The first distinctly American cookbooks were published beginning in the 1790’s. Most were based on or adopted from English works. Perhaps the three most popular volumes were:

  • Amelia Simmons, American Cookery, was published in Albany in 1796. She based much of the format and adopted many of the generic recipes from Susannah Carter’s book. It is considered the first true American work because all the recipes have been adjusted for colonial ingredients and cooking facilities. Based on her recipes she must have been a creative and talented cook. Her use of local spices and knowledge of cooking techniques is wonderful.
  • Lucy Emerson, New England Cookbook, published in 1808 was edited to focus on the needs of New England homemakers. Eliza Smith had already published a cookbook in 1742 that focused on the ingredients and cooking styles of Virginia and the southern colonies. Miss Emerson’s book was quite popular. It was, however, heavily based upon and borrowed from the Simmons book. Its real contribution is the addition of New England coastal cooking and recipes.
  • Maria Childs wrote the most enduring of the period’s cookbooks, in 1829. Titled American Frugal Housewife, it was the most complete “Americanized” cookbook of the period. So complete, in fact, that Sturbridge Village adopted the recipes and published their own excellent historical version of the cookbook. The volume compares the preparation of most of Child’s recipes using colonial hearth techniques with modern kitchen methods.

The recipes found in American cookbooks were adapted for local ingredients. The original English recipes were based on the ingredients that were available to English cooks. Many of these ingredients, such as spices and herbs, were imported from other countries. Early colonial pantries were limited to local grown or hunted and gathered ingredients. Remote settlements relied upon what they could grow on their own family farms. The native people of a region introduced many new ingredients to the colonial households. Prep-aration of more sophisticated recipes became possible only when American merchants imported the needed spices and preserved foods.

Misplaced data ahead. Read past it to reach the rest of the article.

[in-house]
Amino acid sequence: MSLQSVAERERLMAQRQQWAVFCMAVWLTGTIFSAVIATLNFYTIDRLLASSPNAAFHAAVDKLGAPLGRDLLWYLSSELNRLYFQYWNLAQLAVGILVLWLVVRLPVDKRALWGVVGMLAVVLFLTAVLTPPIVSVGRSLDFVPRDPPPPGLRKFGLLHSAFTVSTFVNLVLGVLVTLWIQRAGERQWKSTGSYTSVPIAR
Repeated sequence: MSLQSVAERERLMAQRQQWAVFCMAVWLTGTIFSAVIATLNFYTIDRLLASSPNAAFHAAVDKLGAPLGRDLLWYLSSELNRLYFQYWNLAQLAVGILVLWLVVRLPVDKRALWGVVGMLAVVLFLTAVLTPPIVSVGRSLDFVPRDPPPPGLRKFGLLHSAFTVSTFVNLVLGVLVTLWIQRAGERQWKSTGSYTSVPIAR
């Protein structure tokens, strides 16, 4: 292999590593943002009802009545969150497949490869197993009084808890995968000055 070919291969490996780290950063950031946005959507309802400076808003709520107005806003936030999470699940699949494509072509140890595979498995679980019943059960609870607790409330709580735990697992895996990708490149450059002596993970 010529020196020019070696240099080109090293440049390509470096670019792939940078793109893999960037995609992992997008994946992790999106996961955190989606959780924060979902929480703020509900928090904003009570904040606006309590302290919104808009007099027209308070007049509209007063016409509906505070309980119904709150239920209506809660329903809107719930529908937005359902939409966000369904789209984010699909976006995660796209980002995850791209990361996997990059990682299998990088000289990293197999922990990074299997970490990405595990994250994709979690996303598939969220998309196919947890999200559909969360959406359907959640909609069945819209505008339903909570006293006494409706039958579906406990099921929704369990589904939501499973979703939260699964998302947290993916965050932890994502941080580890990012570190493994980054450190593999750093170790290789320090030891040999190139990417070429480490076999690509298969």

The recipes found in American cookbooks also had to be adapted for the available kitchen equipment. English versions of the recipes often assumed that the cook had access to complete hearth kitchen facilities with all the latest equipment. American colonial kitchens, such as the Bidwell House, were often more modest and not equipped with specialized equipment. As more equipment was imported from England local artisans copied these items and made them available to colonial homemakers.

From our review of the literature it seems cooking was an interesting and exciting pursuit in the 18th century Bidwell House. Old recipes and cooking techniques combined with new ingredients and kitchen equipment helped to create a new way of cooking. During the time when the new American colonies were seeking a means to separate from England, colonial foodways were undergoing a sort of revolution of their own.